You are angry, Baba. Why?
Looking at his son, Ga'briyel frowned deeply. "You know what I am thinking, Adama. Therefore, you know why I am angry."
But this is Yisu's will, Baba. Why do you fight His will?
Ga'briyel did not answer but only turned his head forward, stared straight ahead, and fought with the fury that abruptly filled him. He had no luck with that.
"I wish I could accept His will as easily as you, my son, but I cannot. I have seen too much and been through too much to blindly accede that He is fully good." Ga'briyel bit his bottom lip before he blurted out what he was really thinking--that Yisu had a mean streak to Him, that He must enjoy seeing people suffer or He would stop it from happening.
You are wrong, Baba. Yisu is good. There is no evil in Him. He does not want people to suffer, but often it happens because of their own choices.
"And me, Adama? What is the reason for my suffering? For my pain and agony? For being without my family for so long? You cannot tell me there is a good reason for that!"
There is, Baba. You know this. There are very few ways Sayatan's Hellspawn can hurt you now. They cannot hurt me at all. I have Yisu's protection from anything they can do to me. And between us, we can protect Mama.
Ga'briyel reined Kumar to a halt, reached into the cart, and picked up his son, setting the baby in front of himself in the saddle. Adama clutched the pommel, twisted his body, and stared up at his father. "You are already wiser than your Baba, my son. How is this possible?"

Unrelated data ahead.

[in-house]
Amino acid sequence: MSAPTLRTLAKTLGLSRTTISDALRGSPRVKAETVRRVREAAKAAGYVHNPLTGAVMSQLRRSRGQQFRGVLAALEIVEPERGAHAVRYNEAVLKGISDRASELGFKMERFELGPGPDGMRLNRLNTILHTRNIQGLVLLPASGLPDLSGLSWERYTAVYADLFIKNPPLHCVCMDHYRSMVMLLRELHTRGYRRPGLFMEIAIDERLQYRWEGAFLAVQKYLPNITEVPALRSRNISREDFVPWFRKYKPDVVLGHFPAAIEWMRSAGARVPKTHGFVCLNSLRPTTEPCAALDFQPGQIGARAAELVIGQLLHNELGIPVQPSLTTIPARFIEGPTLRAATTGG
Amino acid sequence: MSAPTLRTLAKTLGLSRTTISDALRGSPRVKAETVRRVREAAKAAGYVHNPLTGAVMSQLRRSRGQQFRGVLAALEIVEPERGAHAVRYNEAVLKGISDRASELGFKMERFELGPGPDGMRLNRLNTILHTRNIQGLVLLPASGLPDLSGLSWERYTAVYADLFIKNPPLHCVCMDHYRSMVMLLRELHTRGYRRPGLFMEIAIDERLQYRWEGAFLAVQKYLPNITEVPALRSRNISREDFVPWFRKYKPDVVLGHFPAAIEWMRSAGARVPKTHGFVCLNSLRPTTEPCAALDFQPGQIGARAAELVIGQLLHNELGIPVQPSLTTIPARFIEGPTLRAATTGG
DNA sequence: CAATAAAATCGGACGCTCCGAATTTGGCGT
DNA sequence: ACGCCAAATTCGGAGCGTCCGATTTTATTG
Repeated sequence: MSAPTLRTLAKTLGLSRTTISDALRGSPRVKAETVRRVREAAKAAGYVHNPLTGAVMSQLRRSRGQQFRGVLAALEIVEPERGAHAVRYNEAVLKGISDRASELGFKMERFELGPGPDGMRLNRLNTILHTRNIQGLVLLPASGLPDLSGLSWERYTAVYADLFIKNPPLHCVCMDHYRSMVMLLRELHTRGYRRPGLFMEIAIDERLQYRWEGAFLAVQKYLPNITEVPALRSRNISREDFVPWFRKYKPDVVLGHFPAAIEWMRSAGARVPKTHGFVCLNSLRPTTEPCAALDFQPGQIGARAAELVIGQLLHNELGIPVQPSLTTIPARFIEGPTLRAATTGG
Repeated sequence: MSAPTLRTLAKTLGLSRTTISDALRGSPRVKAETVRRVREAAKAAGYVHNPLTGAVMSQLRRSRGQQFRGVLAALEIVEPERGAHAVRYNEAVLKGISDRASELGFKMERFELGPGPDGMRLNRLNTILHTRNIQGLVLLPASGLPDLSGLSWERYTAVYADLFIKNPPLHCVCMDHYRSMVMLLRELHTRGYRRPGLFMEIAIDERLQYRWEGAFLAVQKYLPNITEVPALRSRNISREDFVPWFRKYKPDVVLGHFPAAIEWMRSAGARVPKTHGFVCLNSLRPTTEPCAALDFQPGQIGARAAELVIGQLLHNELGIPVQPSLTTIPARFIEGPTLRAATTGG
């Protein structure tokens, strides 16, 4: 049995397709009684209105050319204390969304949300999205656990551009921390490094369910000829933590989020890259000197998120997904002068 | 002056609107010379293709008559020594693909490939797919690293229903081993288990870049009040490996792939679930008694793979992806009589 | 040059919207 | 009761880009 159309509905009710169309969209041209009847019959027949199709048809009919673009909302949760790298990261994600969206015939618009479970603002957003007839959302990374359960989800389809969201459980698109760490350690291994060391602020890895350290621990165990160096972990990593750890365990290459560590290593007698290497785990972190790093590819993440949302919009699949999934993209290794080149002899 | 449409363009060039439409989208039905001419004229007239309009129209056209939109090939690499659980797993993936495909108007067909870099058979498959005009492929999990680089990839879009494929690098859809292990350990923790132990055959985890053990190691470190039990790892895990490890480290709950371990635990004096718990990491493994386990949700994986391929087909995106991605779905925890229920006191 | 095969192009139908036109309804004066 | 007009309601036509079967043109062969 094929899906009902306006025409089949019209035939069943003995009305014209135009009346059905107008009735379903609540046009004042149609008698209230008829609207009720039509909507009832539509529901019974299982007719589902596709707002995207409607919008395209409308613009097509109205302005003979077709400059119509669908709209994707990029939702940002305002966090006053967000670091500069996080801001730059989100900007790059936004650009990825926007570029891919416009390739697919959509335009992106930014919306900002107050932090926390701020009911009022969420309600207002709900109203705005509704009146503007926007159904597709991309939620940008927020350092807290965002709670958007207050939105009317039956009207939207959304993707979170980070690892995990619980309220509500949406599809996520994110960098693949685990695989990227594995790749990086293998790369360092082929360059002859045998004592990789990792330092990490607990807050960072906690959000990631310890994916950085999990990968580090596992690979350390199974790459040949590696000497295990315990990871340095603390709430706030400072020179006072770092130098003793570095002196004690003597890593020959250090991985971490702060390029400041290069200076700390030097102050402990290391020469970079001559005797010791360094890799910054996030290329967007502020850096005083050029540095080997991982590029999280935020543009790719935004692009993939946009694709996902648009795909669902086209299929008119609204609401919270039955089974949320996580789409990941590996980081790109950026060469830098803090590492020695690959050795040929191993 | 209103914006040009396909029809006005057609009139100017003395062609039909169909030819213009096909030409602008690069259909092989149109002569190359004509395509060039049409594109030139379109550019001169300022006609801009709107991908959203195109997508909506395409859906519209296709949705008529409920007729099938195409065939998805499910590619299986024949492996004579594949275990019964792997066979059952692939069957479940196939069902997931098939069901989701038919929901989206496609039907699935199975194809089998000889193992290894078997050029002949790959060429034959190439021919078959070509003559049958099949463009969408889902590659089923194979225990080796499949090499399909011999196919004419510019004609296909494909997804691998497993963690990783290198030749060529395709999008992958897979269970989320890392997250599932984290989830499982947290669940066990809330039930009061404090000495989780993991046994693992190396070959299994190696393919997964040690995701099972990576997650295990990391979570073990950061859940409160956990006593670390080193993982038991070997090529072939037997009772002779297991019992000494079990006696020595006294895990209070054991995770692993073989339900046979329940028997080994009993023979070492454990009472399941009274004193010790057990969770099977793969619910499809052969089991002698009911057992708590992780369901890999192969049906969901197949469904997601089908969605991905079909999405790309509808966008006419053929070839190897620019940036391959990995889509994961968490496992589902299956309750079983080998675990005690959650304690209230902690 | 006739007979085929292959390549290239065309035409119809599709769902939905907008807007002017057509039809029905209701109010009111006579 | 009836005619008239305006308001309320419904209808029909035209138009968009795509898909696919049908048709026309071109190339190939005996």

I do not know, Baba. Yisu has not told me yet. I have faith that he will tell me someday.
"Faith? That is something I struggle with."
Shall I tell you something else, Baba?
"If you wish, my son."
Yisu has told me that I will be His priest. The first male priest in thirty thousand years. Carlas was the last. Since then there have only been priestesses.
Ga'briyel just nodded, wrapped his arm around his son, and sighed heavily. "That does not surprise me, Adama. Perhaps you can bring your Baba back to blind faith in Yisu, but know it will be a hard-fought battle to do so."
Putting his tiny hand on his father's, Adama gurgled out loud, but Ga'briyel felt his concern when he spoke. It will be a battle well worth fighting, Baba. I look forward to bringing you back fully to Yisu as you were when you were a boy in Desa.
"That boy is gone, Adama. Gone forever. That boy believed everything his baba and mama told him about Yisu, Anmah, and other things. No more, Adama. It will take a lot for your baba to believe again that Yisu is all good. I think He has a desire to see people suffer. I think He enjoys the pain He has put me through."
No, Baba. You are wrong. Yisu is good. There is nothing in Him that desires people to suffer or to see you in pain. He has suffered along with you each and every time.
"How do you know this, my son?"
I just do, Baba. I know what I know through Yisu's grace.
Ga'briyel just shook his head, tightened his arm around his son, and rode on south toward the sea.